Finally I’d like to thank my eight month old son Kevin for putting everything into perspective and bringing me so much joy.

Lets go

John Savill
Petts Wood, England
April 2002



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Table of Contents

Introduction
Ch. 1 Core
Ch. 2 Windows 2000
Ch. 3 Windows XP
Ch. 4 Installation
Ch. 5 Service Packs
Ch. 6 System Configuration
Ch. 7 User Configuration
Ch. 8 Desktop Environment
Ch. 9 System Information
Ch. 10 Registry
Ch. 11 Recovery
Ch. 12 Backup
Ch. 13 Network
Ch. 14 Domains
Ch. 15 Active Directory
Ch. 16 Group Policy
Ch. 17 TCP/IP
Ch. 18 DNS
Ch. 19 DHCP
Ch. 20 Filesystems
Ch. 21 Dfs
Ch. 22 RAID
Ch. 23 Terminal Services
Ch. 24 Internet Explorer
Ch. 25 Performance
Ch. 26 Printing
Ch. 27 Multimedia
Ch. 28 Security
Ch. 29 RAS and RRAS
Ch. 30 Utilities
Ch. 31 Miscellaneous
Ch. 32 Command Prompt
Ch. 33 Batch Files
Ch. 34 Windows Scripting Host
Ch. 35 Hardware
Ch. 36 Compatibility Issues
Ch. 37 Problem Solving
Ch. 38 ISA
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Preface

Windows NT was inaugurated in 1993. Six versions later (3.1, 3.5, 3.51, 4.0, 2000, and XP), we are waiting for the release of Windows .NET, the server equivalent of the Windows XP workstation product. Windows .NET has the .NET framework built into the product (hence its name), but it’s important to realize Windows .NET is just the next version of Windows 2000 Server (which includes Windows NT 5.0). When inspecting the version number of Windows XP, we see it as 5.1, which demonstrates it’s actually quite a minor upgrade that does, however, include some useful changes.

As a result of Windows’ ease of use and large feature set (and the Microsoft name), Windows is the corporate desktop of choice. Windows 9x and NT have finally merged with the release of Windows XP, meaning XP will also become the home desktop of choice. The server market remains Microsoft’s goal, and while it has a good percentage of the market, Microsoft continues its assault. When .NET is released, 64-bit processor support will be added as well as a full Web Services implementation. With Windows here to stay, learning how to get the most out of it is critical. In the corporate setting in particular, Windows system administrators must deal with many common challenges and tasks, but until now, no one resource addresses all of them.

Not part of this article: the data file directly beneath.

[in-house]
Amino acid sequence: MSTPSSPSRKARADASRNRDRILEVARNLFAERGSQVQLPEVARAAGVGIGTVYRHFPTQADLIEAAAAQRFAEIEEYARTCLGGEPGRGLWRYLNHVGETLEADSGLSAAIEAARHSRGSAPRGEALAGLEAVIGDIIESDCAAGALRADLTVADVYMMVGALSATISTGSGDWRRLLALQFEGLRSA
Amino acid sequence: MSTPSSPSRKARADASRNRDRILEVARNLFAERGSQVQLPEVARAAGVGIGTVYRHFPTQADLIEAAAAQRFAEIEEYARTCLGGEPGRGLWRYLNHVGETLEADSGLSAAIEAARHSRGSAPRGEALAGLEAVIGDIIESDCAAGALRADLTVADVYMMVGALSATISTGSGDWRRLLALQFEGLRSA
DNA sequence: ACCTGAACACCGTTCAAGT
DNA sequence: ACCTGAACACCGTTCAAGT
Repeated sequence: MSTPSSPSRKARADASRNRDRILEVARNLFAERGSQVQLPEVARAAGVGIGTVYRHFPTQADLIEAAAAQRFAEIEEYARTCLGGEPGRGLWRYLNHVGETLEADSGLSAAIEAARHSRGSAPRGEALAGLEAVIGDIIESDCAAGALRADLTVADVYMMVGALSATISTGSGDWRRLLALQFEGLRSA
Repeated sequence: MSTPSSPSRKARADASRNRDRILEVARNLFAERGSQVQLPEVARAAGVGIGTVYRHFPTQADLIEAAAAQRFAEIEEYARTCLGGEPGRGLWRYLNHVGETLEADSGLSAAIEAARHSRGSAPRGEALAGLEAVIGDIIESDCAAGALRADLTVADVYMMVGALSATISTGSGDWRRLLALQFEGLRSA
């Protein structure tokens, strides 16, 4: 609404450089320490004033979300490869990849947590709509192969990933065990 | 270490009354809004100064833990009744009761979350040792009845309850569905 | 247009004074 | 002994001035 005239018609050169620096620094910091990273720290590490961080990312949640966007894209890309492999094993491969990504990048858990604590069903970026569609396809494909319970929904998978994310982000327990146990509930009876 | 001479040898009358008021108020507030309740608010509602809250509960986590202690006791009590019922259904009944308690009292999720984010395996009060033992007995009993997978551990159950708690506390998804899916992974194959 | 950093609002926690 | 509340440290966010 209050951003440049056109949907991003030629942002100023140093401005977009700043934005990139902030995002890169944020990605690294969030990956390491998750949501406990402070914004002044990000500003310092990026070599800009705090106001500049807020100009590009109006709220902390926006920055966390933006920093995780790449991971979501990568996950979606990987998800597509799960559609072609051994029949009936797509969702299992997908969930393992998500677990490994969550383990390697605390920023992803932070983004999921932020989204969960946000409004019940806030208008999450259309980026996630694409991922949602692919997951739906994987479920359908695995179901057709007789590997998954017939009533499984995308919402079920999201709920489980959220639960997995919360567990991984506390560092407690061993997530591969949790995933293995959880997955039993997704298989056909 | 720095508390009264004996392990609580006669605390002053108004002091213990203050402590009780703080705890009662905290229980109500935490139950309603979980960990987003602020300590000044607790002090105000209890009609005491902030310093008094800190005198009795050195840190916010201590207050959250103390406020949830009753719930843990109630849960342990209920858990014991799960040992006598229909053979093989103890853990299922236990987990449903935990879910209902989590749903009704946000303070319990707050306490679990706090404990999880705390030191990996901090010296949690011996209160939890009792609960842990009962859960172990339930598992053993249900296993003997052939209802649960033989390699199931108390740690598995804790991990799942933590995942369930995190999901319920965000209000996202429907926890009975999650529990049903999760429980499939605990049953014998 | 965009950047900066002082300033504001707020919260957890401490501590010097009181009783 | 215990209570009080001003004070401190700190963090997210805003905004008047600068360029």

The goal of this book is to provide Windows users and system administrators with valuable skills for handling these day-to-day tasks and to provide proven solutions to the many common challenges. Just as the administrator is task driven, this book is focused on tasks. How do I execute RDISK in Windows 2000? How do I configure Remote Assistance? Hundreds ofsuch frequently asked questions (FAQs) and their answers are provided in this book!

The tasks and challenges cover all facets of Windows, from the simple to the complex, and should appeal to both experienced and inexperienced administrators and users. When first using Windows, everyone has the same challenges (or issues, to use Microsoftspeak), such as

  • How do I convert FAT to NTFS?
  • What operating systems can be upgraded to Windows XP?
  • How do I copy Group Policy Objects between domains?


Every answer is structured in a step-by-step format with examples and a complete description of the procedure.

You may know some of the answers in this book, but it is designed to appeal to everyone from the beginning user to an experienced system administrator. I hope that every reader will find something helpful and informative within the hundreds of answers to common questions.

How It Began

I’ve been using Windows NT since its first version, Windows 3.1; however, when I first used it, I had no idea! I realized I wasn’t in Kansas when the system hung (which I know seems impossible). So I pressed Ctrl+Alt+Del and instead of rebooting, a strange dialog was displayed. From this point, I was hooked and have been ever since, learning all I can and participating in the Windows NT beta programs since Windows NT 4.0. I’m currently on Windows .NET beta.